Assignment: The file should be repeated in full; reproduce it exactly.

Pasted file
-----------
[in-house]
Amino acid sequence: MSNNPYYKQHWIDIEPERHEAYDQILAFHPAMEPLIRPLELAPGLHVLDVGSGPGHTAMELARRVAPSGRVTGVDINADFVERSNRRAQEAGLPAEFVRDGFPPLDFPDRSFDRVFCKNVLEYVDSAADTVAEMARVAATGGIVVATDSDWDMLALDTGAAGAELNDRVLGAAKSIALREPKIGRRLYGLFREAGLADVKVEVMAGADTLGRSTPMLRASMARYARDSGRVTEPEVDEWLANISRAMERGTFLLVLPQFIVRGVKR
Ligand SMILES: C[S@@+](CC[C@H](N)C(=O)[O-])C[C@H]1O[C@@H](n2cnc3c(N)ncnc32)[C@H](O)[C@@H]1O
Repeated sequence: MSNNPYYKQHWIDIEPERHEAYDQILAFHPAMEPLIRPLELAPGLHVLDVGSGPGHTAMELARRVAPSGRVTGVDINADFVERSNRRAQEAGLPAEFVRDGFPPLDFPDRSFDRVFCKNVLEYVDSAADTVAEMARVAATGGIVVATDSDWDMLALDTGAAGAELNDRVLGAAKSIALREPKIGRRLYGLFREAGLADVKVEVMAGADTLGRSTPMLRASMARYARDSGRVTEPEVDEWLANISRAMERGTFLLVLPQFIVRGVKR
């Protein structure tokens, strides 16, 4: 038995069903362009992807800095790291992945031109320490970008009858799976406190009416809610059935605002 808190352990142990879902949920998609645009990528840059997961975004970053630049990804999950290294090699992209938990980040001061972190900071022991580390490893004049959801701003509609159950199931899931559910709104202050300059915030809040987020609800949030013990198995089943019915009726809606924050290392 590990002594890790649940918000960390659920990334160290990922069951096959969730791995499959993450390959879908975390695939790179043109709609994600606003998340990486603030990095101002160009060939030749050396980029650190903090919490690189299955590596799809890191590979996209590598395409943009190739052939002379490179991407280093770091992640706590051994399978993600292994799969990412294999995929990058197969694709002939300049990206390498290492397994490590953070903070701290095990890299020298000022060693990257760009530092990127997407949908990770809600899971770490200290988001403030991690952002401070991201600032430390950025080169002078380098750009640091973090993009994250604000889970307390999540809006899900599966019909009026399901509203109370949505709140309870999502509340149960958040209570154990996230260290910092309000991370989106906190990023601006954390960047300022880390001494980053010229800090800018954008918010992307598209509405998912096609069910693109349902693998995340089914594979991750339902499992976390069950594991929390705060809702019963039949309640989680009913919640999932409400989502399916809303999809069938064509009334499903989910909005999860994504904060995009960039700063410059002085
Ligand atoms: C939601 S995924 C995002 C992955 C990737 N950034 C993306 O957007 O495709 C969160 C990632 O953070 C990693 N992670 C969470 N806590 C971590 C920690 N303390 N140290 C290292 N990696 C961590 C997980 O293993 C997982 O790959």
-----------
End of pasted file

[in-house]
Amino acid sequence: MSNNPYYKQHWIDIEPERHEAYDQILAFHPAMEPLIRPLELAPGLHVLDVGSGPGHTAMELARRVAPSGRVTGVDINADFVERSNRRAQEAGLPAEFVRDGFPPLDFPDRSFDRVFCKNVLEYVDSAADTVAEMARVAATGGIVVATDSDWDMLALDTGAAGAELNDRVLGAAKSIALREPKIGRRLYGLFREAGLADVKVEVMAGADTLGRSTPMLRASMARYARDSGRVTEPEVDEWLANISRAMERGTFLLVLPQFIVRGVKR
Ligand SMILES: C[S@@+](CC[C@H](N)C(=O)[O-])C[C@H]1O[C@@H](n2cnc3c(N)ncnc32)[C@H](O)[C@@H]1O
Repeated sequence: MSNNPYYKQHWIDIEPERHEAYDQILAFHPAMEPLIRPLELAPGLHVLDVGSGPGHTAMELARRVAPSGRVTGVDINADFVERSNRRAQEAGLPAEFVRDGFPPLDFPDRSFDRVFCKNVLEYVDSAADTVAEMARVAATGGIVVATDSDWDMLALDTGAAGAELNDRVLGAAKSIALREPKIGRRLYGLFREAGLADVKVEVMAGADTLGRSTPMLRASMARYARDSGRVTEPEVDEWLANISRAMERGTFLLVLPQFIVRGVKR
């Protein structure tokens, strides 16, 4: 038995069903362009992807800095790291992945031109320490970008009858799976406190009416809610059935605002 808190352990142990879902949920998609645009990528840059997961975004970053630049990804999950290294090699992209938990980040001061972190900071022991580390490893004049959801701003509609159950199931899931559910709104202050300059915030809040987020609800949030013990198995089943019915009726809606924050290392 590990002594890790649940918000960390659920990334160290990922069951096959969730791995499959993450390959879908975390695939790179043109709609994600606003998340990486603030990095101002160009060939030749050396980029650190903090919490690189299955590596799809890191590979996209590598395409943009190739052939002379490179991407280093770091992640706590051994399978993600292994799969990412294999995929990058197969694709002939300049990206390498290492397994490590953070903070701290095990890299020298000022060693990257760009530092990127997407949908990770809600899971770490200290988001403030991690952002401070991201600032430390950025080169002078380098750009640091973090993009994250604000889970307390999540809006899900599966019909009026399901509203109370949505709140309870999502509340149960958040209570154990996230260290910092309000991370989106906190990023601006954390960047300022880390001494980053010229800090800018954008918010992307598209509405998912096609069910693109349902693998995340089914594979991750339902499992976390069950594991929390705060809702019963039949309640989680009913919640999932409400989502399916809303999809069938064509009334499903989910909005999860994504904060995009960039700063410059002085
Ligand atoms: C939601 S995924 C995002 C992955 C990737 N950034 C993306 O957007 O495709 C969160 C990632 O953070 C990693 N992670 C969470 N806590 C971590 C920690 N303390 N140290 C290292 N990696 C961590 C997980 O293993 C997982 O790959």